Editor's Note: Welcome to the third year of The Vegan Experience! All month we're exploring the vegan lifestyle, from dining out to eating in, developing a slew of delicious recipes for vegan appetizers, snacks, and entrees along the way. For more posts in the series, check here!
Some of my favorite recipes are born not of conscientious effort but from accidental circumstances. Take this carrot and grain salad, for instance. Did I head up to New Hampshire last weekend for a ski getaway and plan on sticking all these ingredients together? Not exactly. But as it turned out, there were some fantastic-looking little carrots at the supermarket and the house we were staying in had a stray bag of wheat berries hanging out that looked like it could use some buddies.
Ok, I lied: the accidental circumstances led to the first iteration of this salad, but it was delicious enough that it deserved some subsequent conscientious effort to whip into publish-able state.
On my first run-through, I cut up the carrots before cooking them, but I found that you get more even cooking and better flavor retention if you cook the carrots whole, slicing them only after they get tender. In place of wheat berries, I used rye berries, a delicious grain that Niki recently introduced me to as part of a long-term research project she's working on. I simmer them with a bay leaf until they're tender but not bursting out of their hulls.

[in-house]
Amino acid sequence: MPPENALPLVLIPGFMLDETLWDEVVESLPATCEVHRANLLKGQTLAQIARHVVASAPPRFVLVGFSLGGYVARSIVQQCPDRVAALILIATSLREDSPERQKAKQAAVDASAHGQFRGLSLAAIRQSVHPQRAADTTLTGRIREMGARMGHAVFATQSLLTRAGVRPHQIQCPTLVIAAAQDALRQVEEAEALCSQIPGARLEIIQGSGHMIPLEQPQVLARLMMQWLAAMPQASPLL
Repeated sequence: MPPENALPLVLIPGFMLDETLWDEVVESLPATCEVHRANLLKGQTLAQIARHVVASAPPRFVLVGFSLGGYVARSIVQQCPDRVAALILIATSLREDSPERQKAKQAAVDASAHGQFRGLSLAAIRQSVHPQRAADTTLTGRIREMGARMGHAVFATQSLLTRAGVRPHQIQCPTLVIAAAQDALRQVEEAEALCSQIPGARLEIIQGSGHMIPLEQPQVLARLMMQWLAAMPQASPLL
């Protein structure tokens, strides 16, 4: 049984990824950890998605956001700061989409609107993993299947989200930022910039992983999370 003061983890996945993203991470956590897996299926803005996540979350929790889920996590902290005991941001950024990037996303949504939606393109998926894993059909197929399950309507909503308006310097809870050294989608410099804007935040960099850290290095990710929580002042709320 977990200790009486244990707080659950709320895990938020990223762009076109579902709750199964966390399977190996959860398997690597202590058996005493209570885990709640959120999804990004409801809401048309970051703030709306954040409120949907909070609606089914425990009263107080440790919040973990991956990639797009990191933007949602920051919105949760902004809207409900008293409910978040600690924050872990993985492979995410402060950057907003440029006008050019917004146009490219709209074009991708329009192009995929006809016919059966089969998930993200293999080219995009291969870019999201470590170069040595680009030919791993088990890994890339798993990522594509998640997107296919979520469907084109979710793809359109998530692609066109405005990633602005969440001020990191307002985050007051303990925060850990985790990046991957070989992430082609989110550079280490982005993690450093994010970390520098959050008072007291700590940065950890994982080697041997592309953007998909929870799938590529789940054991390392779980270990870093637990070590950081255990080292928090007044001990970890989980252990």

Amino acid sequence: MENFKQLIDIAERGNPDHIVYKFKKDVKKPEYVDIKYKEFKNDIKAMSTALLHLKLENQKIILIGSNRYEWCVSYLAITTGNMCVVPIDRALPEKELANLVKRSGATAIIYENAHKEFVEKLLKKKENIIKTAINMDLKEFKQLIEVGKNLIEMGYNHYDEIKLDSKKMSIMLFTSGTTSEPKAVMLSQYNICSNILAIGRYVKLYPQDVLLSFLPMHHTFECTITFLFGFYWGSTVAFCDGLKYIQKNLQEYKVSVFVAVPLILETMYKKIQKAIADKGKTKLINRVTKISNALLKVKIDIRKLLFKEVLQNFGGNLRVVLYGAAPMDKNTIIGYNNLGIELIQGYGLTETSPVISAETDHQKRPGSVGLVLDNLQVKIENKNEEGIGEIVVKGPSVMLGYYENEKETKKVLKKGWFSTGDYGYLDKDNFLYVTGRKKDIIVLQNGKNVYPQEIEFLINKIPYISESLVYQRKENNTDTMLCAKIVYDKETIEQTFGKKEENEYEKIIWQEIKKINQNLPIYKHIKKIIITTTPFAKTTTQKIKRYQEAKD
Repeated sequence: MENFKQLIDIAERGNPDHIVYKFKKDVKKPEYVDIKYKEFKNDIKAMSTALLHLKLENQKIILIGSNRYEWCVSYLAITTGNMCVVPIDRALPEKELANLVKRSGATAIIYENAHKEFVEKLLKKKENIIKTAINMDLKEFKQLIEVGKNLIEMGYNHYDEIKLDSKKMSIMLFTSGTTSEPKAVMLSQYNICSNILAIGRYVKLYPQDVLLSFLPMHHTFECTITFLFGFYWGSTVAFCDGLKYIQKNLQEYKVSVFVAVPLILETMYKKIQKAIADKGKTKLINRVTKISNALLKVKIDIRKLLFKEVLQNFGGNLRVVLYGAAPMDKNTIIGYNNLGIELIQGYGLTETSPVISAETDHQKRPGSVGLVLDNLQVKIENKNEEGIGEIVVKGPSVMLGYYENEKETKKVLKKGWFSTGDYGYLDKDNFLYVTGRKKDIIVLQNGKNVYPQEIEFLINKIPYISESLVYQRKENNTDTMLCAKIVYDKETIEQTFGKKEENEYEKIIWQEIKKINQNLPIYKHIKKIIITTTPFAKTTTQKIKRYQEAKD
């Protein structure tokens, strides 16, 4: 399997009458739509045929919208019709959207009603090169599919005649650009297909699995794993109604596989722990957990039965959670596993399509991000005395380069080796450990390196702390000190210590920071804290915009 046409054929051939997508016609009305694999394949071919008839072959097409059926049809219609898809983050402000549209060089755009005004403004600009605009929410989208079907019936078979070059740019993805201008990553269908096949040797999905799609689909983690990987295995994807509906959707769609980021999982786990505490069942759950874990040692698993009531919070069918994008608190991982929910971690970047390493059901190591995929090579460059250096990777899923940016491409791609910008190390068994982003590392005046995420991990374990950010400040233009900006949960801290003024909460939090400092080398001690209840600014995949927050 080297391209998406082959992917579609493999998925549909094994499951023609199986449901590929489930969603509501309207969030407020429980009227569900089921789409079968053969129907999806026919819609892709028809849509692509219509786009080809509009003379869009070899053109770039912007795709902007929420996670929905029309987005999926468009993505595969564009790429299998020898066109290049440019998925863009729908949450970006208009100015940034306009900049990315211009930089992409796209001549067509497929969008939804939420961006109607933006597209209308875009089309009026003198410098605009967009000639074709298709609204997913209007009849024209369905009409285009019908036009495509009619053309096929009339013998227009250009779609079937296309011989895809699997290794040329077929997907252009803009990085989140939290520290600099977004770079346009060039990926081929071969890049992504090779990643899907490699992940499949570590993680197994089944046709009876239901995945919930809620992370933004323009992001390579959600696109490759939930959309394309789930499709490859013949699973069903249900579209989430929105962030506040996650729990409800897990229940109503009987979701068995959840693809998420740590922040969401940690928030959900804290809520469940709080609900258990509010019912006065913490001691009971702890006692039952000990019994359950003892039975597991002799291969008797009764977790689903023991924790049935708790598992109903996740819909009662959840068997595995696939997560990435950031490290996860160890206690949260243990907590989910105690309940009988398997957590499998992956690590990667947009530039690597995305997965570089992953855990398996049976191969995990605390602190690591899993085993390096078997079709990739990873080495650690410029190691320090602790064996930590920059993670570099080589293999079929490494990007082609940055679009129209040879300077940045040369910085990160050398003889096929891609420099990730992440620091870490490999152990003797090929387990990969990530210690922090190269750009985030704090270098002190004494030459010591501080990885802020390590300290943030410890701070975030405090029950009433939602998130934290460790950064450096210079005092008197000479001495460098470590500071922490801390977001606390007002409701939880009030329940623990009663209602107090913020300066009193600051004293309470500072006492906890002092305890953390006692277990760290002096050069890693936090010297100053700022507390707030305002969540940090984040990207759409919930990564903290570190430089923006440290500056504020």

Celery and onions have always been here, but rather than dicing them, I settled on thinly slicing them to give them a bit more textural significance. The cilantro and bright mustard, lemon, vinegar, and olive oil-based dressing made the final cut as well.
Finally, toasted Marcona almonds add some crunch to complement the rye berries' chewiness.
I've been recently accused of being on a junk food kick here on The Vegan Experience. Nachos, mac and cheese, and fried plantains with guacamole are all super-tasty fare, but not exactly the cornerstone of a healthy diet. Hopefully this hearty meal-sized salad will satisfy your whole grain and vegetable cravings.
About the author: J. Kenji Lopez-Alt is the Chief Creative Officer of Serious Eats where he likes to explore the science of home cooking in his weekly column The Food Lab. You can follow him at @thefoodlab on Twitter, or at The Food Lab on Facebook.